At beginning of the operation of the preferred embodiment, there is a finite state machine representing the system. The embodiment makes a QDD 1203 that accepts only the empty word (a single accepting state and no transition) and associates the QDD 1203 with the initial state of the state machine representing the system. Then the implementation recursively explores the state space of the system automaton and the QDD's. As each transition is taken, the operation represented by the transition's label is performed on the QDD for the state from which the transition is made. As a result of the performance of these operations, new states and transitions are added to the QDDs, but if the system is one for which the queue states can be represented by QDD's, eventually a point is reached in the exploration where the states resulting from the exploration are already contained in the QDD's. When this point is reached, the exploration terminates, and the finite state automaton for the system and the QDD's together provide a finite representation of the infinitely large state space of the system.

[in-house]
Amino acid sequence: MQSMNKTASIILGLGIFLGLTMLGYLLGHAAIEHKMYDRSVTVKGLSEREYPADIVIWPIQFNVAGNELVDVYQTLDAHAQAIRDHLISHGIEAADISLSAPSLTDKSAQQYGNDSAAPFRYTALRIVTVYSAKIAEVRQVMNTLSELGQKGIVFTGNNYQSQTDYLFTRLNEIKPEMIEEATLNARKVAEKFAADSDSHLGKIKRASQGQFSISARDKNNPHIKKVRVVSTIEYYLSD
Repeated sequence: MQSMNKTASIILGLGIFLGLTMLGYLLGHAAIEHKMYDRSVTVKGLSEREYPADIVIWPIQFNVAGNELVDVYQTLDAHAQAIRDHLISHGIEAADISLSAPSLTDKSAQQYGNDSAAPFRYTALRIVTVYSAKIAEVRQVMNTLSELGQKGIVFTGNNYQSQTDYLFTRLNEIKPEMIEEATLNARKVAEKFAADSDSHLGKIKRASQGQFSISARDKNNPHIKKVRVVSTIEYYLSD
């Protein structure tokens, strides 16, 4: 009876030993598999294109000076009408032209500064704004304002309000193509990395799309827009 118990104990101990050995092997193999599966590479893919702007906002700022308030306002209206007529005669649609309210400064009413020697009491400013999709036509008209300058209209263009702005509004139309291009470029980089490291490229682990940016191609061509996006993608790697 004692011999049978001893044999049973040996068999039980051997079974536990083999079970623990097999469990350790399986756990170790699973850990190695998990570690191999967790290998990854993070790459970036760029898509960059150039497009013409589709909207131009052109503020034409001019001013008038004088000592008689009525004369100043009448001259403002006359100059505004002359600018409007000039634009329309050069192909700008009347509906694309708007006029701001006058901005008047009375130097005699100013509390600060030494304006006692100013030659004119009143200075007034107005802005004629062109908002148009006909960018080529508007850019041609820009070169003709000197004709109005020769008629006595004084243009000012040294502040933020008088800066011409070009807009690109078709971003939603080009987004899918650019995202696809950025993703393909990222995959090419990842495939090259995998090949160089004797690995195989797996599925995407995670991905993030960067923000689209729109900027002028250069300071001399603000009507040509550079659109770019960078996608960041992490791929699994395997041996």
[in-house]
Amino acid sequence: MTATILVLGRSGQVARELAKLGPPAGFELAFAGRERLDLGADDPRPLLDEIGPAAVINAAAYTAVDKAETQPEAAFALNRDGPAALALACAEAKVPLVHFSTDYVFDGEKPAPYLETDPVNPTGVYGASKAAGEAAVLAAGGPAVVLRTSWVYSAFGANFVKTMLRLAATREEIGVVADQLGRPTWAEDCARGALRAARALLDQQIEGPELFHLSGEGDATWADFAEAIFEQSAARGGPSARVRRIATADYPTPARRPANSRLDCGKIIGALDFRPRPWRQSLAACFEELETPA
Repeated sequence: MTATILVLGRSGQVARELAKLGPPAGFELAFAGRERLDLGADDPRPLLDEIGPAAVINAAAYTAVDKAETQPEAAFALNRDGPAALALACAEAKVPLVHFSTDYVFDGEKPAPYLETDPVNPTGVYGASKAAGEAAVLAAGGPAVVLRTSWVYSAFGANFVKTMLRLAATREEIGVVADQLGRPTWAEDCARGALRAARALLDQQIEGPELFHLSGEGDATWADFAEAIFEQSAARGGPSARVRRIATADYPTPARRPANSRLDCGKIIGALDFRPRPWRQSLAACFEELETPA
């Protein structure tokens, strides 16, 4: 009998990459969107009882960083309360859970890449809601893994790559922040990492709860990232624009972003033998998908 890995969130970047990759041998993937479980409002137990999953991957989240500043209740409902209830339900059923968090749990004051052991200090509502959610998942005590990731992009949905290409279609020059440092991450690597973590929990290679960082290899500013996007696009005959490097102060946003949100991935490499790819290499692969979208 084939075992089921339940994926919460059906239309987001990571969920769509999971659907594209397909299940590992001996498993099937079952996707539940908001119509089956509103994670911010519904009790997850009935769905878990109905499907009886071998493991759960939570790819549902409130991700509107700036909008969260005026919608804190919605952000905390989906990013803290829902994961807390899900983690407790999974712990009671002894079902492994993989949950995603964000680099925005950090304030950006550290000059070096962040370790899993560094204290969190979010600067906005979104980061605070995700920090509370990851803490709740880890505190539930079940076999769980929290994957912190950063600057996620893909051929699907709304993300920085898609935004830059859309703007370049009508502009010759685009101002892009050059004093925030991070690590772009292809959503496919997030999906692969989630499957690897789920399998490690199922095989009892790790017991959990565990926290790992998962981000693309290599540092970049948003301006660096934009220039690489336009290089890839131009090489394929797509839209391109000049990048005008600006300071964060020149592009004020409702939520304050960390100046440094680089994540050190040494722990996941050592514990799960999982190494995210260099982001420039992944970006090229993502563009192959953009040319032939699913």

**Details of a Preferred Embodiment: FIGS. 10 and 11**

In the following, important data structures used in the preferred embodiment will be described, and then the operation of the preferred embodiment will be described in terms of those data structures.

Beginning with FIG. 10, that figure shows the data structure 1001 used to represent automata in the preferred embodiment. Data structure 1001 is used both for the finite state automaton representing the system and the QDD's 1203. Each automaton is represented by an automaton structure 1203. Each automaton has a state array 1010 which contains state structures 1013 for all states belonging to the automaton represented by automaton structure 1203. Each state in the array is identified by its state number, 1011, which is the index of the state structure 1013 in state array 1010. Each state has associated with it a transition array 1023 which contains the transitions from that state to other states.